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The large kitchen in Rembrandt’s former home was the focus of everyday life and the heart of the home. This is where the family spent much of their time, cooking, eating, talking. The fire in the hearth was never allowed to go out. The stove was a fairly modern development in the seventeenth century. It meant that the heat could be used more efficiently. The smoke went up the broad flue.

There is also a box bed here, probably for the maid to sleep in, close to the fireplace. The box bed seems small, but there’s a reason for that. In the seventeenth-century people slept sitting half upright, for fear that they might die of a rush of blood to the head if they lay flat. People were also smaller then than we are nowadays, as we can see from the height of the door to the yard and the low sink. The pump by the sink provided water, but it was not clean enough to drink. In the seventeenth century, most people drank a weak beer known as small beer. Wine was expensive and kept for special occasions.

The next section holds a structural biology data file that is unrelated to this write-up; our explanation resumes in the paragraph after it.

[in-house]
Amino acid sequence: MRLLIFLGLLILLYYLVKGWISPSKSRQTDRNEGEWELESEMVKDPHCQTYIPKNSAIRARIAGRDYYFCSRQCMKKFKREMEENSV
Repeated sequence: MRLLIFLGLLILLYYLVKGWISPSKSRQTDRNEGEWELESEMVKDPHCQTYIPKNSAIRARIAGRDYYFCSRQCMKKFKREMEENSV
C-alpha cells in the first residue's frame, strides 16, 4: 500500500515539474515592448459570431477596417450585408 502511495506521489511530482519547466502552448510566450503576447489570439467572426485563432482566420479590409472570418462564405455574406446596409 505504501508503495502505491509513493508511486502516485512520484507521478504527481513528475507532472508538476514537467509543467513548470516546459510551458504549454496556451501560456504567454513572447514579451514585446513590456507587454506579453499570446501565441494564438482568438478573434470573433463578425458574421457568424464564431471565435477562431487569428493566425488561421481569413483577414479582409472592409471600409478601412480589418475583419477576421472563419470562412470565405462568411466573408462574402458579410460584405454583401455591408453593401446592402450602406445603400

In 1649, it was the scene of a huge argument. As we know from a document, Rembrandt wanted to break with his former mistress, Geertje Dirckx. It was here that the parties met to draw up an agreement about Geertje’s alimony, but the negotiations were anything but amicable. According to witnesses, Geertje attacked Rembrandt “very violently and unreasonably”.

Rembrandt House Museum kitchen

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